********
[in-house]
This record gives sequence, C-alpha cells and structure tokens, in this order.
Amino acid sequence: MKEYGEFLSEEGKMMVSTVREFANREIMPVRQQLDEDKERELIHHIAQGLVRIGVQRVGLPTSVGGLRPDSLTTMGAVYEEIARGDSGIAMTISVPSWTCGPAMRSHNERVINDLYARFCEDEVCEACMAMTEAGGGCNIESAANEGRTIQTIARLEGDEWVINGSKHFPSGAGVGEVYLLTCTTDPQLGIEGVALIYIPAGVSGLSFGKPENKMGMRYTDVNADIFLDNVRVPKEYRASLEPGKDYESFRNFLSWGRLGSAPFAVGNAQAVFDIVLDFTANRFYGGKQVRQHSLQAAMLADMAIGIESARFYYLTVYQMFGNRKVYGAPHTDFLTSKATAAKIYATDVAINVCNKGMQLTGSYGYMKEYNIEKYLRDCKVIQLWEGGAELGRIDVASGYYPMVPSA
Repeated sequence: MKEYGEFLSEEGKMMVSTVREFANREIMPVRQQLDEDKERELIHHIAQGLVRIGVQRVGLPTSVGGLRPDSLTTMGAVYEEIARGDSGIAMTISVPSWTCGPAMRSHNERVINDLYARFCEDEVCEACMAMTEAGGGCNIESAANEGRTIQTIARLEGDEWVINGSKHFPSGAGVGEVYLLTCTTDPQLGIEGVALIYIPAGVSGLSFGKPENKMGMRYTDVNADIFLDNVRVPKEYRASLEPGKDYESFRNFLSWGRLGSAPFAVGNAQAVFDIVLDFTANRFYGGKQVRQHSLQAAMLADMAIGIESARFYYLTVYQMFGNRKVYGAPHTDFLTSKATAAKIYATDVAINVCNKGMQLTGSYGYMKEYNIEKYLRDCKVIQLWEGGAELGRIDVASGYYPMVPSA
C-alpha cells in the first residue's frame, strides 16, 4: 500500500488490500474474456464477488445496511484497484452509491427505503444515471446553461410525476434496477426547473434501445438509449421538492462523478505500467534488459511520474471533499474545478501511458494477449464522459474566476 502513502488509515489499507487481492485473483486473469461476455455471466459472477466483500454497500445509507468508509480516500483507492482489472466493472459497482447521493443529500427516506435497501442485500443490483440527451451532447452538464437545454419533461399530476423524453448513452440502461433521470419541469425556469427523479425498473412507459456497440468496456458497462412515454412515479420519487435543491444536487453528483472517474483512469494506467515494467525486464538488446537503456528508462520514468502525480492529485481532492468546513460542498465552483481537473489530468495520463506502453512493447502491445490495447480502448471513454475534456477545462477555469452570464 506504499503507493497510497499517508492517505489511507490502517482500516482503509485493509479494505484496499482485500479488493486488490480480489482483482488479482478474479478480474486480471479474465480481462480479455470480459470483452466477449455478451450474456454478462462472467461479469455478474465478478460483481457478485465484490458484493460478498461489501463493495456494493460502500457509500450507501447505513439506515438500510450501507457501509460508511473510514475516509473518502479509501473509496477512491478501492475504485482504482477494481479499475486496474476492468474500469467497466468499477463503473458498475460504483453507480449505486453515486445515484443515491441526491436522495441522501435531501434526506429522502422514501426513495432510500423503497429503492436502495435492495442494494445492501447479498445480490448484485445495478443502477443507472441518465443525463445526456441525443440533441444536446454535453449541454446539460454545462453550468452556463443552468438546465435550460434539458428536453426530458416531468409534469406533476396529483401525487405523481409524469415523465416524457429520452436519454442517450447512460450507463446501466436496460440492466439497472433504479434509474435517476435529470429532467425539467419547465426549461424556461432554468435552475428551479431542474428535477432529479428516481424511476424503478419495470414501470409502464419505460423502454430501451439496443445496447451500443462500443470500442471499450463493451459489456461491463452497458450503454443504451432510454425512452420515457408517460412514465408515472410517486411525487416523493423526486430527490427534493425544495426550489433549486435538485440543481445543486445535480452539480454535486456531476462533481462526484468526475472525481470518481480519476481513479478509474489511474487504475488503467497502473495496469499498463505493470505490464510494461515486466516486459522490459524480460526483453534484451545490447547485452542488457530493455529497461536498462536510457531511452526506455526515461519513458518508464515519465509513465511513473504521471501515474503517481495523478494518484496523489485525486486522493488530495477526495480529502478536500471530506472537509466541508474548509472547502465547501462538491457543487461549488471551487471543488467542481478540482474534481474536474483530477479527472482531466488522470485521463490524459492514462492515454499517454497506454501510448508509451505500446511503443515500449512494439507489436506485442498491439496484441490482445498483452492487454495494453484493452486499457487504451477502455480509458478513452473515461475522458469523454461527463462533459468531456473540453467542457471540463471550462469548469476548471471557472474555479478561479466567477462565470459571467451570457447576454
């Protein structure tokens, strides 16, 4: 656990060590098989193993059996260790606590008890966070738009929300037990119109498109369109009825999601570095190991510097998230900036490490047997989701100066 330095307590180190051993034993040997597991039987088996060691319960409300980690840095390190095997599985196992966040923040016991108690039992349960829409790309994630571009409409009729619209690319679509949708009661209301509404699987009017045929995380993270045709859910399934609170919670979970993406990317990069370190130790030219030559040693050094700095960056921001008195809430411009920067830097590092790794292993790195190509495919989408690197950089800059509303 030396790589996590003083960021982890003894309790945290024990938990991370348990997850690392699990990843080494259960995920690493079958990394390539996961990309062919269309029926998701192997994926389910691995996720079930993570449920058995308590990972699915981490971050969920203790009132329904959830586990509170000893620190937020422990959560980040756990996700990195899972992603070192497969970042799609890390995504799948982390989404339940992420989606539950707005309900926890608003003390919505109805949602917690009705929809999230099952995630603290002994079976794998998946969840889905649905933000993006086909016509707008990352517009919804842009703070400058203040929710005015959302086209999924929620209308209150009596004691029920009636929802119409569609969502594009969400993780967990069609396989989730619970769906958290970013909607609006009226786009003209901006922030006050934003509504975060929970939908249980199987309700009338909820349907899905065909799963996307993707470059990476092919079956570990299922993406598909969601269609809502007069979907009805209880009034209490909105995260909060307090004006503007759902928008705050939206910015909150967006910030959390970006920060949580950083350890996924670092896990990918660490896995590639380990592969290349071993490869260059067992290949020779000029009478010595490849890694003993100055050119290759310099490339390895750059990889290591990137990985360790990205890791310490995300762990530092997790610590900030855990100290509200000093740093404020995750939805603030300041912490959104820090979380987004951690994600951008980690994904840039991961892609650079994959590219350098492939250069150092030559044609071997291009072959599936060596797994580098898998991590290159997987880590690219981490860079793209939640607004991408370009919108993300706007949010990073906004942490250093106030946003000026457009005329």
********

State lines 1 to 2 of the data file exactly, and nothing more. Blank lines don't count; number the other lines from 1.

[in-house]
This record gives sequence, C-alpha cells and structure tokens, in this order.